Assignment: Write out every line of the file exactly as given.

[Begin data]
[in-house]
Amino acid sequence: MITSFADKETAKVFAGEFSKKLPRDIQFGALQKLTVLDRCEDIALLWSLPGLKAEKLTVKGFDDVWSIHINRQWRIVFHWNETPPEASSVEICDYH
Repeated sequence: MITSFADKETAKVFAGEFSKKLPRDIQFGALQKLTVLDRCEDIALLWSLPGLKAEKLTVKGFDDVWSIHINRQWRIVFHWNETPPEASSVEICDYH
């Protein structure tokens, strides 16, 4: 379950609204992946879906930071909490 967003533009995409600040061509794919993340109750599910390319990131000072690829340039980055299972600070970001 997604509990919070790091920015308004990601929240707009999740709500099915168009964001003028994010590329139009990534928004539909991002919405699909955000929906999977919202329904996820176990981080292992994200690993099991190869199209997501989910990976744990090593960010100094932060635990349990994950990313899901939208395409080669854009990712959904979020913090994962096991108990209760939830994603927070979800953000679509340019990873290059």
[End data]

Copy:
[in-house]
Amino acid sequence: MITSFADKETAKVFAGEFSKKLPRDIQFGALQKLTVLDRCEDIALLWSLPGLKAEKLTVKGFDDVWSIHINRQWRIVFHWNETPPEASSVEICDYH
Repeated sequence: MITSFADKETAKVFAGEFSKKLPRDIQFGALQKLTVLDRCEDIALLWSLPGLKAEKLTVKGFDDVWSIHINRQWRIVFHWNETPPEASSVEICDYH
């Protein structure tokens, strides 16, 4: 379950609204992946879906930071909490 967003533009995409600040061509794919993340109750599910390319990131000072690829340039980055299972600070970001 997604509990919070790091920015308004990601929240707009999740709500099915168009964001003028994010590329139009990534928004539909991002919405699909955000929906999977919202329904996820176990981080292992994200690993099991190869199209997501989910990976744990090593960010100094932060635990349990994950990313899901939208395409080669854009990712959904979020913090994962096991108990209760939830994603927070979800953000679509340019990873290059």